Onyx, 2004, 464 pages, C$9.99 mmpb, ISBN 0-451-41166-8
(Read in French as Alerte: Plongée Immédiate, translated by Dominique Chapuis)
One of the most frustrating aspect of military techno-thrillers is how often authors working in the genre will write series even when it doesn’t make sense. The problem can be tracked back to Tom Clancy, whose Jack Ryan found himself embroiled in a series of high-stakes adventures in one book after another. This makes sense when, say, your series is about events that have no impact on the shape of the world. (Which serves to explain the popularity of detective series) But wars, even when they’re imaginary, have a way of messing up geopolitical reality, and authors should at least take that in account, or abandon their fictional world once it has diverged too far away from reality. Seeing Harold Coyle trash Egypt, Iran, Mexico, Columbia and then try to merge it with real-world development (and then desperately “reset” the series in God’s Children) is almost too sad for words. Inevitably, the author ends up cheating by trying to exploit their reader’s attachment to characters while ignoring the lasting consequences of their actions. Even by the lowered literary standards of military fiction, this isn’t playing fair.
All of this to say that poor Michael DiMercurio found himself stuck with his “Michael Pacino” series after Terminal Run. By then, the fictional world he’d set up was so divorced from current reality that his series was closer to Science Fiction than to current-day military relevance. This divergent universe had kept him shielded, somewhat, from the uncomfortable realities of post-Russia submarine warfare: In a real world where submarines were tools for superpowers and there remained only one superpower, how to justify submersed thriller without resorting to highly improbable scenarios like Joe Buff’s series, or feeble-minded absurdities like Patrick Robinson’s novels? The Pacino sequence offered ever-imaginary enemies to fight against. Alas, sales were down (even for an author who, at the best of times, didn’t escape the military fiction mid-list) for a series so hermetic than only fans of the previous volumes felt welcome. Hence the perils or continuing a techno-thriller series past its expiration date.
So DiMercurio resets the clock and starts a new series with Emergency Deep, starring a new protagonist named Peter Voronado. The setting is recognizably closer to our own “War on Terror” universe, with threats coming from an unholy alliance between old-school Russian capabilities and new-style terrorist ideology. As the CIA gets wind of a plot to attack Israel, they inexplicably come up with a plan not to destroy the danger, but to infiltrate a spy in the enemy’s rank.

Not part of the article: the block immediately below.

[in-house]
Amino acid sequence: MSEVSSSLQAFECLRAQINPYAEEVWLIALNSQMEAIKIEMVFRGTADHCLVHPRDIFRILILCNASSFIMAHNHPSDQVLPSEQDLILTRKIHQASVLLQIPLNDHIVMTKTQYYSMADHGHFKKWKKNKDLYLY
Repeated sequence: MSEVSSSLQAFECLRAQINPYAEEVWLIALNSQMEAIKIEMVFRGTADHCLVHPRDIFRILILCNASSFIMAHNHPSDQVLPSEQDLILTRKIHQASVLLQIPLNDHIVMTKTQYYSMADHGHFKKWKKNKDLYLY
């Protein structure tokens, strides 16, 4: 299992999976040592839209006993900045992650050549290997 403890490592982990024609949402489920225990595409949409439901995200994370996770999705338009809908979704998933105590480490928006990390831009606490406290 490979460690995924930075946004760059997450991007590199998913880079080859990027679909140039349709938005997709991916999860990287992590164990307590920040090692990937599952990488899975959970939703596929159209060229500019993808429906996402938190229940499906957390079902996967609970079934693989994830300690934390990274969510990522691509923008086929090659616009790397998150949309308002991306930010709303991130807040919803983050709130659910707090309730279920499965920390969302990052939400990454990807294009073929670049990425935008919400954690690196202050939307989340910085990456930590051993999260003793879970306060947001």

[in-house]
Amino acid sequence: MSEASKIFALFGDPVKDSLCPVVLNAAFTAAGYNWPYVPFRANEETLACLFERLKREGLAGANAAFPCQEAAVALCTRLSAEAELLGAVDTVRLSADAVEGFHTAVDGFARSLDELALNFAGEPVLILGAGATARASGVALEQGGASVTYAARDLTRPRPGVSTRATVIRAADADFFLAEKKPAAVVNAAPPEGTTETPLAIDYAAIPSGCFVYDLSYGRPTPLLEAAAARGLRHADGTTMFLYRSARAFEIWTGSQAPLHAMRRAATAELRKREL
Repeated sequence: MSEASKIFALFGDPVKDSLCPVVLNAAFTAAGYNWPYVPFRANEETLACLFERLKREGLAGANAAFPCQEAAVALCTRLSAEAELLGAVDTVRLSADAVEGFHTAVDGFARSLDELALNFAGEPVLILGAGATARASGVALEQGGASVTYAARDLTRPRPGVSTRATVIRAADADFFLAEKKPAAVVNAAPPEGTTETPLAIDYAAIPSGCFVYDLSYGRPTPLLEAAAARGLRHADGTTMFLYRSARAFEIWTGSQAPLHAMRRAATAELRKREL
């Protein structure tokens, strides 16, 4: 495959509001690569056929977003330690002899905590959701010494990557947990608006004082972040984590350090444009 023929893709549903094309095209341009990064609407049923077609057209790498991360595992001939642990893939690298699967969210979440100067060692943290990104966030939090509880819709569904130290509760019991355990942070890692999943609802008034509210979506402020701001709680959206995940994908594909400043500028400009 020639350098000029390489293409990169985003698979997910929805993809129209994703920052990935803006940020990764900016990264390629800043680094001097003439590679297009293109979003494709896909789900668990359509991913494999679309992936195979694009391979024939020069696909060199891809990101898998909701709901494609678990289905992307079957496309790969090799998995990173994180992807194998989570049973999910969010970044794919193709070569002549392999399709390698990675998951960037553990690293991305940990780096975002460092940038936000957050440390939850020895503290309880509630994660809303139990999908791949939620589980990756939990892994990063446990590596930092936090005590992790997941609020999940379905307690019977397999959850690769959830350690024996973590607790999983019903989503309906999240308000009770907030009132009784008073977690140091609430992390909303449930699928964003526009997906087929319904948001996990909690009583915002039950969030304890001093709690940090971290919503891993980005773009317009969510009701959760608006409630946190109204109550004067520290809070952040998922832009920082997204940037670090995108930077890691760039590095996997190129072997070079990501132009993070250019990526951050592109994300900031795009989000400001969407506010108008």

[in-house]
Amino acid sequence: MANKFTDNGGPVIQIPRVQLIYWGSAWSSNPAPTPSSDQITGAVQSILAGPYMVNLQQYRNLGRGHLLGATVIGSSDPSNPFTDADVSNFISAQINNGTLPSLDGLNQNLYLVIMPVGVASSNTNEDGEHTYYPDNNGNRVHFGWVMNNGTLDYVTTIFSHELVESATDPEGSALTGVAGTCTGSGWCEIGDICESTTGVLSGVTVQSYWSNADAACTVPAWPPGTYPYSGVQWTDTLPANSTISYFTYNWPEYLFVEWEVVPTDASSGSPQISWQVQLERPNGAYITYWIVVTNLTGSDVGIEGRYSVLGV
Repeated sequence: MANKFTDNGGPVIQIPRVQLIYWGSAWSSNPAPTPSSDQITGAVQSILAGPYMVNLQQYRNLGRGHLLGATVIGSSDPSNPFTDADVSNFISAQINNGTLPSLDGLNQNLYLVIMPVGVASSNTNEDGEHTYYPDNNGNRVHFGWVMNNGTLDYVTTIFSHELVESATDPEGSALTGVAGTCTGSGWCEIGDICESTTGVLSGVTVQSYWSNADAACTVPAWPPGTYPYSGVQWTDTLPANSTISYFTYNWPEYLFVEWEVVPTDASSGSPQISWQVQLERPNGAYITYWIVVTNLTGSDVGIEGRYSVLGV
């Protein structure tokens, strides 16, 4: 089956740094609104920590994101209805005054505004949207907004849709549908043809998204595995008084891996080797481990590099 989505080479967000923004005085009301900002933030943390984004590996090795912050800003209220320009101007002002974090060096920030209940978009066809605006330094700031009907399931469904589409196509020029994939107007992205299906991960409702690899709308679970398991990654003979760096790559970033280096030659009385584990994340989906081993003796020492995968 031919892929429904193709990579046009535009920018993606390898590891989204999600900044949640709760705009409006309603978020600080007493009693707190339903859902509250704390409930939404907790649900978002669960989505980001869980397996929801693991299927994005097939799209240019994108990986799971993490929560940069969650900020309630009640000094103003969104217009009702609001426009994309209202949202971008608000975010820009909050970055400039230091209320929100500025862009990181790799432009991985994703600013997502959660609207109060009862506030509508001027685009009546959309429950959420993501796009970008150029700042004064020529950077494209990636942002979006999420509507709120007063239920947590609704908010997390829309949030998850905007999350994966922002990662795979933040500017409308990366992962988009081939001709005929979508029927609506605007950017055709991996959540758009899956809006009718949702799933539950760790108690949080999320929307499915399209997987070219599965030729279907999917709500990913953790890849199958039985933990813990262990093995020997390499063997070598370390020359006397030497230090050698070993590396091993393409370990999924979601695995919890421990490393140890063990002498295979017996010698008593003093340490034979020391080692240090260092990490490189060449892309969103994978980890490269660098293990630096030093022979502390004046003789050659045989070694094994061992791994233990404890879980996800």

This spy is Peter Voronado, champ submarine captain beached ashore by an extraordinary health problem. The first third of Emergency Deep is spent bringing together the elements of the plot, thanks to two lengthy prologues, one of which has no business in this novel in its current form. But DiMercurio is a military fiction writer; efficient writing is not his style, and so the novel takes an awful lot of time revving up to cruise speed. By the time Voronado finally reaches his covert position, a certain lassitude has already settled over the novel, a slight annoyance that only gets worse.
As with many of his veteran colleagues, DiMercurio writes what he knows, but forgets how many details just aren’t useful to the vast majority of his well-meaning civilian readers. Emergency Deep quickly falls in the familiar trap of too many acronyms and not enough energy. Further problems develop along with a pair of unlikely romances, a few plotting issues and a clear lack of tension. The result is one solidly average military thriller that stretches a bit outside the usual confines of a submarine thriller, but not enough to be particularly memorable.
One can’t fault DiMercurio for finding a way to ally Cold War equipment with concerns about terrorism, or for spending a lot of time “off the boat”, so to speak, in order to explore new directions. But Emergency Deep doesn’t do much with those elements, and fails at attracting new readers. It’s a good step in the right direction while remaining comfort food for his usual audience. But it’s unlikely to make him new fans, or even revitalize the moribund submarine thriller genre. Emergency Deep is slated to be the start of a new series of books; DiMercurio may want to re-think that plan.